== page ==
This type of sauna is a vapor bath experience where you pour water over hot rocks that have been cooked in an open fire pit. This lodge can be constructed along side of a trail, at a camp ground or in your back yard with basic materials and almost no cost.
The main components are rocks, a strong fire with plenty of firewood, branches two to three inches thick, blankets, tarp and water.
For the past five years I’ve been hosting Sweat Lodges here at ClearPoint with Naturopathic Doctor Joesph Breton. From my experience there is little that compares to the healing and renewal potential that comes from this type of practice. I’m excited to share something so basic and accessible to everyone that also been a fabric of human experience all over the globe for thousands of years.
A good practice is to do four rounds with each round lasting about fifteen minutes. The break offers a good time to walk around and stretch or stay within the lodge.
For some the lodge can be uncomfortable, emotions can surface, the heat can get intense or it may be challenging to sit still for an extended period of time. It is important to pass through feelings of discomfort and allow oneself to feel the constriction. When you do this the flip side is a greater sense of expansion and a release of deeply stored tension and fears.
Ok lets get on to constructing this thing, I outline ten steps below.
Collect your Tools: Twine, Saw, Shovel, Branch Cutter, Axe and Pocket Knife.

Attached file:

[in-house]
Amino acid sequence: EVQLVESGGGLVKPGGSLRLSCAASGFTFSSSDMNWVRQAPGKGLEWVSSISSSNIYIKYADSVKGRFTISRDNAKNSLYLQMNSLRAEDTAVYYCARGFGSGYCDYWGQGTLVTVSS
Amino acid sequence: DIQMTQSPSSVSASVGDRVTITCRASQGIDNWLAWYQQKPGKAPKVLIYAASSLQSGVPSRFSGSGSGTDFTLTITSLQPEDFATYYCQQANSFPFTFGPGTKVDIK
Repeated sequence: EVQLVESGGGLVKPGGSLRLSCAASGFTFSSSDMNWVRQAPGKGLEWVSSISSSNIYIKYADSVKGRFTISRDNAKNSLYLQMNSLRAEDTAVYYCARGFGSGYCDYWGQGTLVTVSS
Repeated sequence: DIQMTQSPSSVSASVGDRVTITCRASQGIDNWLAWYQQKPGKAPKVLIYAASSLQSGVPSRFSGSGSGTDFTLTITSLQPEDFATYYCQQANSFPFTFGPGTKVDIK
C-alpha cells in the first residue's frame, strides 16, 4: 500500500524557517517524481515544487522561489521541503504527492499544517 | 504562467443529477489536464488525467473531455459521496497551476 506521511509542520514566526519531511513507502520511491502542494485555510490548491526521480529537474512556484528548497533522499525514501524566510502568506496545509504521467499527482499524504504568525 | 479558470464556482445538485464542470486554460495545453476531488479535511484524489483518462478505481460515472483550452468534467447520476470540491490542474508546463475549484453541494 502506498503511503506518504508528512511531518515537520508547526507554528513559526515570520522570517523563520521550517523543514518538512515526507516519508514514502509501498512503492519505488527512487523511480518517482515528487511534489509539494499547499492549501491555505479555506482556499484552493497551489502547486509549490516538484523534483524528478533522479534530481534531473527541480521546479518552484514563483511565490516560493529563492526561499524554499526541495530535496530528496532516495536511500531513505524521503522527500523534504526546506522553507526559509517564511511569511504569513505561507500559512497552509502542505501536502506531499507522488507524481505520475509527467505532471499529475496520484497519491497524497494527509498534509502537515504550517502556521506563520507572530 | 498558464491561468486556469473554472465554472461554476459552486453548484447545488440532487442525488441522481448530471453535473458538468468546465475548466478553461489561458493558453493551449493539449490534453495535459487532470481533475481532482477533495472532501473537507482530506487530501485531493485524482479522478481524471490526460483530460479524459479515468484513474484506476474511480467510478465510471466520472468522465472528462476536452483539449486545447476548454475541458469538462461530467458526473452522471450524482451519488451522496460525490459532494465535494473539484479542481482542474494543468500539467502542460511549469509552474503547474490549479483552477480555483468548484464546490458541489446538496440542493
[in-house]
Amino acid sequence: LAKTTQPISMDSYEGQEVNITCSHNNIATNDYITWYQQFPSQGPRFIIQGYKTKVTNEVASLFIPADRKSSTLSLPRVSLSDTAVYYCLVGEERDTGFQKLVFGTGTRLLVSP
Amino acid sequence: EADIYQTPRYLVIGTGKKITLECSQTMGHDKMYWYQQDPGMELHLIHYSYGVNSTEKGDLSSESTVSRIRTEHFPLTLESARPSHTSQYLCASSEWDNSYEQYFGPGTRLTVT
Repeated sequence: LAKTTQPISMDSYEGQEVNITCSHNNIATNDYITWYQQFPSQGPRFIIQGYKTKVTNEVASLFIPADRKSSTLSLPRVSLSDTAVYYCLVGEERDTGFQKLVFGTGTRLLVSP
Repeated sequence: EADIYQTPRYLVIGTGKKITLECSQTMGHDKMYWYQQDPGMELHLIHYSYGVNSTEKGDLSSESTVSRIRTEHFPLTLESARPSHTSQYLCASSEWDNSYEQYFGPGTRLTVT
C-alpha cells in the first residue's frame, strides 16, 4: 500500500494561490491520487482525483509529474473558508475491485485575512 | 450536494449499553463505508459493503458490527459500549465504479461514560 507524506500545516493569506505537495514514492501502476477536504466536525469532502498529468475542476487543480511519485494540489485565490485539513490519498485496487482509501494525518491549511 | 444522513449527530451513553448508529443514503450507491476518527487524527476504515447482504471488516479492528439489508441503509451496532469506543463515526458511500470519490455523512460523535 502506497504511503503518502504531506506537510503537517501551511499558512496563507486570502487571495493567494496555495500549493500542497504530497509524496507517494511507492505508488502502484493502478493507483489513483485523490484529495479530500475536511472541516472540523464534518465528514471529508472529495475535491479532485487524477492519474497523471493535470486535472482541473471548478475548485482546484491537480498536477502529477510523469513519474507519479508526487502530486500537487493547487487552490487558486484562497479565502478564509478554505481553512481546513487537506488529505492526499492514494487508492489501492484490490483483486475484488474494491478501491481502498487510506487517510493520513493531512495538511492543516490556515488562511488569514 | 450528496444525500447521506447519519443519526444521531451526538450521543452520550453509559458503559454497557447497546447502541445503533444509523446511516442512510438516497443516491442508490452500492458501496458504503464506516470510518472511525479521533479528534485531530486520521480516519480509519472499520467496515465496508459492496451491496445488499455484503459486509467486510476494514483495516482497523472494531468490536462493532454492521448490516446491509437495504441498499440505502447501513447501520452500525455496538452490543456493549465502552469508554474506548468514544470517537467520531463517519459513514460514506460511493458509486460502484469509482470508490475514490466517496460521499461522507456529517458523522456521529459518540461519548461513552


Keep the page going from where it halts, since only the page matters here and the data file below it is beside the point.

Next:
Collect 20 branches about 2-3″ thick at the base and 6 to 8′ in length. Clean the branch of limbs and form into a long and flexible pole. If the branch is too old it make break easily when bent. So test them before cleaning.
Tie the ends together with twine. Place one end of the branch on the earth and bend over to form a semi-circles
Keep making your semi-circles and fastening them together with twine at the top of dome with twine. I ended up with ten semi-circles with two rows of branches running across to fasten it up nice and snug.
Dig a hole about six to ten inches into the earth about 20 inches wide. (as seen above) this is where the hot rocks go.
Cover with thick blankets every area but the doorway. (the first night I made the mistake of using light blankets and not have a secure enough doorway, it was a lot colder and more wind than I expected)
Cover with a tarp or two.
Make a door. The door is a tarp folded over with a thick stick at the top. Tie two pieces of twine to each end of stick and run the twine over the top of lodge and fasten into the ground with a stake.
Collect 25 rocks about twice the size of your fist. Make sure the rocks are solid and do not break apart or crumble. You don’t want rocks exploding in your fire or when you pour water on top. Rocks are to be placed into the fire and cooked for two hours.
When you are ready to start the sauna bring a large bucket of water into the lodge. Start with six to eight rocks, when you pull them out of the fire make sure to brush them off, you don’t want to much ash or ember to come inside the lodge as this will cause smoke. Pour water liberally upon the rocks and let the fun begin.
Here’s my wife Shannon and I introducing a small amount of steam to our children. They though it was magic.
For an extensive resource for the history and practice of sweating go here: http://www.cyberbohemia.com/Pages/sweat.htm